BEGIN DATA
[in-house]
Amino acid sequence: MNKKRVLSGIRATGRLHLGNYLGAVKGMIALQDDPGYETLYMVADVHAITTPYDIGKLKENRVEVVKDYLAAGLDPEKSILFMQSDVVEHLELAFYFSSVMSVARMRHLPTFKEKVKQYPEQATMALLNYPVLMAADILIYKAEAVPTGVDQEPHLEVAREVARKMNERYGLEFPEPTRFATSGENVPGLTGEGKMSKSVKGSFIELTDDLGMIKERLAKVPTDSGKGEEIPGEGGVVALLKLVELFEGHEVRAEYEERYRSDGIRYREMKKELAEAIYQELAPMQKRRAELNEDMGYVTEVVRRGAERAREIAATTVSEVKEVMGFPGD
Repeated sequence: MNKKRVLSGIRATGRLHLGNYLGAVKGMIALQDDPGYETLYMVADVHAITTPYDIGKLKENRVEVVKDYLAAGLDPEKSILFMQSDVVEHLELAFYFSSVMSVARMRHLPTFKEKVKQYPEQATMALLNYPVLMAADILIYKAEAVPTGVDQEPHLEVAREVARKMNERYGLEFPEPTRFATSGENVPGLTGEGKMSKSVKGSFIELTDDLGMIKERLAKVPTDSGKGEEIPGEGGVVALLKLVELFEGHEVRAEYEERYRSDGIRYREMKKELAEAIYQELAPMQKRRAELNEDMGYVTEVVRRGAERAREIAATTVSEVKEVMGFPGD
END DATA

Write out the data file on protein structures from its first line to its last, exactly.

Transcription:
[in-house]
Amino acid sequence: MNKKRVLSGIRATGRLHLGNYLGAVKGMIALQDDPGYETLYMVADVHAITTPYDIGKLKENRVEVVKDYLAAGLDPEKSILFMQSDVVEHLELAFYFSSVMSVARMRHLPTFKEKVKQYPEQATMALLNYPVLMAADILIYKAEAVPTGVDQEPHLEVAREVARKMNERYGLEFPEPTRFATSGENVPGLTGEGKMSKSVKGSFIELTDDLGMIKERLAKVPTDSGKGEEIPGEGGVVALLKLVELFEGHEVRAEYEERYRSDGIRYREMKKELAEAIYQELAPMQKRRAELNEDMGYVTEVVRRGAERAREIAATTVSEVKEVMGFPGD
Repeated sequence: MNKKRVLSGIRATGRLHLGNYLGAVKGMIALQDDPGYETLYMVADVHAITTPYDIGKLKENRVEVVKDYLAAGLDPEKSILFMQSDVVEHLELAFYFSSVMSVARMRHLPTFKEKVKQYPEQATMALLNYPVLMAADILIYKAEAVPTGVDQEPHLEVAREVARKMNERYGLEFPEPTRFATSGENVPGLTGEGKMSKSVKGSFIELTDDLGMIKERLAKVPTDSGKGEEIPGEGGVVALLKLVELFEGHEVRAEYEERYRSDGIRYREMKKELAEAIYQELAPMQKRRAELNEDMGYVTEVVRRGAERAREIAATTVSEVKEVMGFPGD